Connecting Dots

He doesn't know a way out, but knows a way IN, Precious...

Figuring OUT

 

Sometimes I connect dots, of which I do not know whether they are supposed to connect.

I have to try. If I don’t, how can I make any sense of “supposed to”?

*Warning* If you require only happy posts, this one is not for you. It does have light at the end of it though.

[Read more…]

Revisiting great books: Possibility of Metaphysics

I’m working on getting back to reading things I love, as well as books that are very helpful, useful, and recommended to me. I believe it’s necessary to inspire me on and focus on the future.

One such book is The Possibility of Metaphysics. I love how Lowe is brash but efficient with his words, and that he gives a wake up call to the rebirth and reality of Metaphysical philosophical enterprise.

Stay tuned for notes… 😉

Reflecting on sense

“Isn’t that interesting…”

Distortion 5: Jumping to Conclusions

[Continuing my series on some of David Burns cognitive distortions. It helps me to really see them for what they are and how I apply them to my thinking.]

 

 

...therefore, splat!

cello5 / Pixabay

 

 

 

 

 

 

Jumping to conclusions–it’s the Andrew Lloyd Weber of distortions in my opinion. Loud, dominating, powerful, and massively appealing. Two particularly sinister varieties: mind reading and fortune telling.

[Read more…]

Distortion 2: Overgeneralization

I’m beginning a series on some of David Burns cognitive distortions. It helps me to really see them for what they are and how I apply them to my thinking. Hopefully it will help someone else realize they are doing it too to their detriment.

◊ Overgeneralizing takes isolated cases or truths and makes wide, sweeping assertions about many more cases–or even all cases. Generalizing is another type of heuristic that helps us to grasp and categorize things. Inducing what will happen next based on what you’ve experienced is obviously an important skill. It’s generally safe to believe, for example, that since you nearly burned your eyebrows off the last time you left the gas on too long before you lit the grill, it will probably happen again if you wait just as long…and the same goes for any gas grill you dare to light.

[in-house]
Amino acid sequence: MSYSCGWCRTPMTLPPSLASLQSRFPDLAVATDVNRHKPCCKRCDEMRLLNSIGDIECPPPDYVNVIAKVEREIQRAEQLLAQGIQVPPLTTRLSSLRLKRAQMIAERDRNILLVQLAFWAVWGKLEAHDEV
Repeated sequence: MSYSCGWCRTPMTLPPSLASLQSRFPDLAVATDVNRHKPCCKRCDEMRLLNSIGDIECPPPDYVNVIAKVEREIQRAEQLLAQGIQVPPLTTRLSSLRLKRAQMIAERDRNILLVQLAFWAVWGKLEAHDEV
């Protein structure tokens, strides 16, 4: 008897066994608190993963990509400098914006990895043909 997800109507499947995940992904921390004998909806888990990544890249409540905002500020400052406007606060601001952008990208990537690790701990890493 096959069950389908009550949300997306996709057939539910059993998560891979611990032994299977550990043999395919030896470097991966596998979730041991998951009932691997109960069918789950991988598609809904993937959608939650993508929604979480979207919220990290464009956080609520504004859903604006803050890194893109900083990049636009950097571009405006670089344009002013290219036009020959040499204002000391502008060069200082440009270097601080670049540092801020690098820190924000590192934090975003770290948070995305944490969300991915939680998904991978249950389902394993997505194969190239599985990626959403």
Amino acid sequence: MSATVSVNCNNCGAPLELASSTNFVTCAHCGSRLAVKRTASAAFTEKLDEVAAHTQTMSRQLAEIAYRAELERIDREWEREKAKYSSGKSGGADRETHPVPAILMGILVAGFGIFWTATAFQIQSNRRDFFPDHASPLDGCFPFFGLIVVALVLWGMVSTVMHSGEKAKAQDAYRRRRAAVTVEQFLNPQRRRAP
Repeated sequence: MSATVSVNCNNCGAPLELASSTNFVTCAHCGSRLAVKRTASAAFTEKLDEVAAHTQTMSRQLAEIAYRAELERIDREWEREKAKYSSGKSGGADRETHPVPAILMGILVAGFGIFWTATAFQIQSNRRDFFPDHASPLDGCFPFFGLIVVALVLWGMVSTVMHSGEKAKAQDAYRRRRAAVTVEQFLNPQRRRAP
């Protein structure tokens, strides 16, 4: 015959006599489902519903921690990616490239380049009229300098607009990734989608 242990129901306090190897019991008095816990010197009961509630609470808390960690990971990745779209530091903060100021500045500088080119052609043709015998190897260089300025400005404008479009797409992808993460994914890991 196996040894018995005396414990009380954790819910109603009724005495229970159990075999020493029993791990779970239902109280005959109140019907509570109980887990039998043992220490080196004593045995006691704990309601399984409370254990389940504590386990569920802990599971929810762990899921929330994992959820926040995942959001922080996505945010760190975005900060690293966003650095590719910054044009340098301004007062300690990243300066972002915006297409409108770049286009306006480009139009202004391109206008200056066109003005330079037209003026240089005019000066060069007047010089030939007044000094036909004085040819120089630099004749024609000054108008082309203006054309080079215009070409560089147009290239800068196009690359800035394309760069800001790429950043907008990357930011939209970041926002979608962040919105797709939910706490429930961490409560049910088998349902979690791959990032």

◊ Obviously, this is a valuable cognitive skill. Even animals do it. But it takes a turn for the nasty when it is used to protect us from what we don’t know or understand. I’m talking about discrimination and prejudice that is irrational, bitterness, and pessimism. Combined with the fact that our brains are wired to hold onto negative events and losses more tightly than positive ones, this all becomes very natural. Murphy probably only had to drop his buttered toast a couple of times before he discovered “a law.”

◊ I have laughed until I nearly cried at things like despair.com. Their success is based on overgeneralization of stuff we’d rather not experience or witness. But I laugh like a sad clown–nobody in their right mind finds these really putting smiles of joy on their faces. The smiles demotivators invoke are smiles along the lines of “as long as it doesn’t happen to me..this time.”

I’ve learned that even though this distortion is easy to adopt in order to feel smarter and that I somehow won’t be duped by anyone, it makes me really annoying to people who catch onto me. It makes me a Debbie Downer, who focuses on what will probably go wrong. But worst of all, opportunities go flying by me because I see them coming for a fleeting moment and go, “Meh, wouldn’t work anyway.” Better to keep the cognitive skill as a way to be prepared and remember that each new opportunity is in fact new.

In Recovery: a Negativiholic on the path to sobriety

 

“You always do what you want to do.” (W.C. Stone)

 

Perhaps if I approached my negative, pessimistic tendencies as I would a substance addiction, I would have more success recognizing and beating them.

What does an alcoholic do to beat their condition? There are different step schemes, but they follow a general progression. First admit the problem, second get the help you need, third you need to know that it is a disease in which the only hope you have to beat it is to abstain from it completely, fourth quit and don’t look back. This last step is probably where I fall short and end up back at one. Why is that? That’s the worst place to stop.

Matthew Kelly said when you get to a critical choice and it is difficult to decide what action to take, decide based on this question: “Which one will make a better me?” At a crossroads, this makes it much easier to decide which way is right. From there it takes courage to follow that way. I think acting on this is key to recovering from pessimism—I will be forced to see that I have more control, more time, more choice, and more willpower than I thought possible.

Even depression can be turned into energy to make the situation better. W.C. Stone said that the Depression era in America did not hinder his productivity but rather increased it, and expanded his business because his team was inspired to action out of necessity rather than just willpower or other rewards. I have a fear that if I really was in the greatest state of necessity, I would fold. Got to shake that off! I also have a competing hunch that in that state of necessity, I’d be there in the clutch.

Maybe Patton’s treatment for shell-shock and courage under fire is applicable to many situations like this: “When you put your hand into a bunch of goo that a moment ago was your best friend’s face, you’ll know what to do.” The right passion meets the right fear and ignites action.

I suppose I won’t have war stories if I don’t push my way to the front lines.